WHY TOURISM ISN’T HELPING

There have been many countries in economic crisis that have at least been able to rely on tourism to inject some funds into depleted coffers. Greece, for instance, recently described its tourism revenue as its “lifejacket” during its debt crisis.

Not so in Zimbabwe.

The naturally beautiful country is famous for its safaris and the awe-inspiring Victoria Falls — the largest waterfall in the world and an Instagram sensation — and locals are famously warm and welcoming. Outside of Africa, tourists from the US, the UK, Ireland, and Germany have been among its top 10 foreign arrivals.

But Zimbabwe a notoriously expensive place to visit and that’s been a huge turn-off for travelers.

“I went to some country recently where I booked in a five-star hotel and paid a bill of $53 all inclusive. I was shocked and thought they had made a mistake in their calculations,” Zimbabwe Tourism Authority chief executive officer Karikoga Kaseke said last year.

“This was when I realized that as a country, we need to do something to review our prices if we are not to earn a bad name as the world’s most expensive tourist destination.”

Victoria Falls on the Zambezi River, at the border of Zambia and Zimbabwe, is a major tourist attraction.

Victoria Falls on the Zambezi River, at the border of Zambia and Zimbabwe, is a major tourist attraction.Source: Supplied

Zimbabwe recently started charging foreign tourists a value-added tax of 15 percent, but that was another plan that backfired — if anything, it’s kept tourists away.

The Zimbabwe Council for Tourism president has called the tourist tax “exceptionally unhelpful, if not destructive” and last month George Manyumwa, president of Zimbabwe’s hospitality association, called for the tax to be scrapped.

“The introduction of the tax, unfortunately, resulted in an increase in the service rates in the tourism sector and reduced profitability due to a decline in demand,” Mr. Manyumwa told the Zimbabwe Independent. “The occupancy rates have remained stagnant at an average of 50 per cent.”

Mr Manyumwa said tourists were also staying away because they feared Zimbabwe’s notorious police roadblocks. The money-making initiative, which is widely considered corrupt, has targeted tourists driving around the scenic country.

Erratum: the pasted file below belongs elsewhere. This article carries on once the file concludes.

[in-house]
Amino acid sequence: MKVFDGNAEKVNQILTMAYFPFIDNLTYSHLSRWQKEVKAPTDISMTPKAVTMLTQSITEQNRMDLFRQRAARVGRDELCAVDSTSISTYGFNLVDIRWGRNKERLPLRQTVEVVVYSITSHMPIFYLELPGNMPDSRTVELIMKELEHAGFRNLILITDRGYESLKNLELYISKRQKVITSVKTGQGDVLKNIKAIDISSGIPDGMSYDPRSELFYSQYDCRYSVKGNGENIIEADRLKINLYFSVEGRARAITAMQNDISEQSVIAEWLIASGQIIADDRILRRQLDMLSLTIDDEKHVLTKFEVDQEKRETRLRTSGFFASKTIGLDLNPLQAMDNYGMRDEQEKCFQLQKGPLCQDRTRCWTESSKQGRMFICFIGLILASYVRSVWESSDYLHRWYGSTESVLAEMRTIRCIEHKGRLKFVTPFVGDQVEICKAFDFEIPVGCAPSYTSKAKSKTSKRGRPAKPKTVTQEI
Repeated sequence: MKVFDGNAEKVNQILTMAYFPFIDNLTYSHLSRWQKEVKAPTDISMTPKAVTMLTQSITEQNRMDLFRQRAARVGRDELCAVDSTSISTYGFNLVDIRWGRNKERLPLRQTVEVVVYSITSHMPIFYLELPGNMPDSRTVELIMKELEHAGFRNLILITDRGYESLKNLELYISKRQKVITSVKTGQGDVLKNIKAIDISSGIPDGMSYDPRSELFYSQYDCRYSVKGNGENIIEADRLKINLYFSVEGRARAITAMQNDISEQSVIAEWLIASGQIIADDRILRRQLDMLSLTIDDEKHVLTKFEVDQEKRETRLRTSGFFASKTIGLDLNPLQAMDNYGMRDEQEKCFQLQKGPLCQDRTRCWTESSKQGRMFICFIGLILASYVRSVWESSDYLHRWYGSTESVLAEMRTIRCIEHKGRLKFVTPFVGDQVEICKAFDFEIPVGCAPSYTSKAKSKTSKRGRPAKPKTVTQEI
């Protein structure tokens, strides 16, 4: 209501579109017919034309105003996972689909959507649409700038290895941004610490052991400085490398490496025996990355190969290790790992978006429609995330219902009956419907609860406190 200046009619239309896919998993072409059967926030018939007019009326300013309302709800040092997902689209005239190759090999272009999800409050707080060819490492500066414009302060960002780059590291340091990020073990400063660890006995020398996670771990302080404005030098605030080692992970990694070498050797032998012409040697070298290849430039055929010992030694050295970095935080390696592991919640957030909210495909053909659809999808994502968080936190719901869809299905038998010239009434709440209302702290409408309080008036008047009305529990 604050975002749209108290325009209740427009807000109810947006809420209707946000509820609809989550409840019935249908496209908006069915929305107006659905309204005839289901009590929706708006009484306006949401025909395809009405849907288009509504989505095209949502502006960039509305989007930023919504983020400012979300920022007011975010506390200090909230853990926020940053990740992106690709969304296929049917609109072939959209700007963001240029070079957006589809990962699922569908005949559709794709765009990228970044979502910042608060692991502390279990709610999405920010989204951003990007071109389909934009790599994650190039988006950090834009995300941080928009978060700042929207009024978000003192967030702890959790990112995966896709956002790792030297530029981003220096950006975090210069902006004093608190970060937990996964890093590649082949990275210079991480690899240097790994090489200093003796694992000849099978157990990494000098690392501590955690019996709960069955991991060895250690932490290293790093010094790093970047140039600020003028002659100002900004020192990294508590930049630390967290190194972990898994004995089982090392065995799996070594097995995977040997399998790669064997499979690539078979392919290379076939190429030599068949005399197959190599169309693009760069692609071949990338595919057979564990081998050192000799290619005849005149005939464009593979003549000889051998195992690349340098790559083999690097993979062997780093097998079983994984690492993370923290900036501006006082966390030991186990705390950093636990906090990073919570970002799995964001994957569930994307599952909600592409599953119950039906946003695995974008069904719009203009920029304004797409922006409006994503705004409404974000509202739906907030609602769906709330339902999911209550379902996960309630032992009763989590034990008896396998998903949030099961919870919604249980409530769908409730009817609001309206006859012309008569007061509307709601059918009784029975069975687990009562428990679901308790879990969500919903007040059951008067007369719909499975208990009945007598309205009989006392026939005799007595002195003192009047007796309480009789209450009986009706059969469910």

“The reality of the roadblocks is that tourists felt unwelcome into the country when they were penalized for offenses unfamiliar to them,” Mr. Manyumwa said.

“The most affected market that has since declined is that of self-drive tourists, whose form of tourism benefited various parts of the country … Some indicated that they thought there were safety concerns resulting in the need for heavy police presence, implying that Zimbabwe might not be a safe destination.”

Zimbabwean first lady Grace Mugabe said on Sunday she was willing to succeed her ageing husband Robert Mugabe. Picture: AP/Tsvangirayi Mukwazhi

Zimbabwean first lady Grace Mugabe said on Sunday she was willing to succeed her aging husband Robert Mugabe. Picture: AP/Tsvangirayi MukwazhiSource: AP

Tourists from South Africa can usually be relied on to comprise a third of the foreign visitors in Zimbabwe, but the South African rand’s depreciation against the US dollar has seen those figures fall below 10 percent.

But tourism isn’t the focus in Zimbabwe right now. Neither is, it seems, the economy.

The ruling party, Mr Mugabe’s ZANU-PF, needs to win next year’s election. As of now, Mr. Mugabe remains the party’s candidate, despite his failing health and his wife’s recent promise to succeed him.